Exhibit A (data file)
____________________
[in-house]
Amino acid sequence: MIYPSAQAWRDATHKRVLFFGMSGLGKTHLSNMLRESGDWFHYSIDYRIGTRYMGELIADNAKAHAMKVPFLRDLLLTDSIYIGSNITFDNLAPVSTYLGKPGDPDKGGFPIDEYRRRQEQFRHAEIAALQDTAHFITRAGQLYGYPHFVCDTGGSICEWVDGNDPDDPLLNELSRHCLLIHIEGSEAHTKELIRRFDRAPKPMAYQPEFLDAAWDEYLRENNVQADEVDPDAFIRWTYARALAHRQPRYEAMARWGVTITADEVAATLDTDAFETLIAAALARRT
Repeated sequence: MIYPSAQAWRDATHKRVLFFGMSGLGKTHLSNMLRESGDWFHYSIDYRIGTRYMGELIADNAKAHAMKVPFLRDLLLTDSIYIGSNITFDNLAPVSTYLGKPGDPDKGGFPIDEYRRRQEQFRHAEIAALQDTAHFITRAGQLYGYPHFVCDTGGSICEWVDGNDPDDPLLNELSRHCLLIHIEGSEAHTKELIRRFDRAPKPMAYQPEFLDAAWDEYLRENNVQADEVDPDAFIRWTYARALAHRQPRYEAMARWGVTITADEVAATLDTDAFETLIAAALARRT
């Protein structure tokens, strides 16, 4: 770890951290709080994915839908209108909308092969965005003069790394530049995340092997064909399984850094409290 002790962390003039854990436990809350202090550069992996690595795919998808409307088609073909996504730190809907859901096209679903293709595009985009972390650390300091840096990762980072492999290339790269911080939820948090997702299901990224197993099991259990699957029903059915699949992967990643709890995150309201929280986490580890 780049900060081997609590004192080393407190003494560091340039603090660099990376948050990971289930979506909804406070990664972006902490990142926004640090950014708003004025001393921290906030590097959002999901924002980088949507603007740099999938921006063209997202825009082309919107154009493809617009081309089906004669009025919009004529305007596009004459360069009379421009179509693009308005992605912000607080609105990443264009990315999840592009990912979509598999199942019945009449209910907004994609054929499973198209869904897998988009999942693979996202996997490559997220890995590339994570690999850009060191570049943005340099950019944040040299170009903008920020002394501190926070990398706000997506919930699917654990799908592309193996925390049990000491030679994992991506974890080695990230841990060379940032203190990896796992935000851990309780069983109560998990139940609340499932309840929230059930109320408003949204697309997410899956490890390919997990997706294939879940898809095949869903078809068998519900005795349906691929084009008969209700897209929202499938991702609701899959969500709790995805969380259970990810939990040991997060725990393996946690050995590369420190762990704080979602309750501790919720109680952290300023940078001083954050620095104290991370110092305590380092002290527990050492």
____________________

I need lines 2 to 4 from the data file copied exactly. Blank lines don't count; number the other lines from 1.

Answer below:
Amino acid sequence: MIYPSAQAWRDATHKRVLFFGMSGLGKTHLSNMLRESGDWFHYSIDYRIGTRYMGELIADNAKAHAMKVPFLRDLLLTDSIYIGSNITFDNLAPVSTYLGKPGDPDKGGFPIDEYRRRQEQFRHAEIAALQDTAHFITRAGQLYGYPHFVCDTGGSICEWVDGNDPDDPLLNELSRHCLLIHIEGSEAHTKELIRRFDRAPKPMAYQPEFLDAAWDEYLRENNVQADEVDPDAFIRWTYARALAHRQPRYEAMARWGVTITADEVAATLDTDAFETLIAAALARRT
Repeated sequence: MIYPSAQAWRDATHKRVLFFGMSGLGKTHLSNMLRESGDWFHYSIDYRIGTRYMGELIADNAKAHAMKVPFLRDLLLTDSIYIGSNITFDNLAPVSTYLGKPGDPDKGGFPIDEYRRRQEQFRHAEIAALQDTAHFITRAGQLYGYPHFVCDTGGSICEWVDGNDPDDPLLNELSRHCLLIHIEGSEAHTKELIRRFDRAPKPMAYQPEFLDAAWDEYLRENNVQADEVDPDAFIRWTYARALAHRQPRYEAMARWGVTITADEVAATLDTDAFETLIAAALARRT
């Protein structure tokens, strides 16, 4: 770890951290709080994915839908209108909308092969965005003069790394530049995340092997064909399984850094409290 002790962390003039854990436990809350202090550069992996690595795919998808409307088609073909996504730190809907859901096209679903293709595009985009972390650390300091840096990762980072492999290339790269911080939820948090997702299901990224197993099991259990699957029903059915699949992967990643709890995150309201929280986490580890 780049900060081997609590004192080393407190003494560091340039603090660099990376948050990971289930979506909804406070990664972006902490990142926004640090950014708003004025001393921290906030590097959002999901924002980088949507603007740099999938921006063209997202825009082309919107154009493809617009081309089906004669009025919009004529305007596009004459360069009379421009179509693009308005992605912000607080609105990443264009990315999840592009990912979509598999199942019945009449209910907004994609054929499973198209869904897998988009999942693979996202996997490559997220890995590339994570690999850009060191570049943005340099950019944040040299170009903008920020002394501190926070990398706000997506919930699917654990799908592309193996925390049990000491030679994992991506974890080695990230841990060379940032203190990896796992935000851990309780069983109560998990139940609340499932309840929230059930109320408003949204697309997410899956490890390919997990997706294939879940898809095949869903078809068998519900005795349906691929084009008969209700897209929202499938991702609701899959969500709790995805969380259970990810939990040991997060725990393996946690050995590369420190762990704080979602309750501790919720109680952290300023940078001083954050620095104290991370110092305590380092002290527990050492």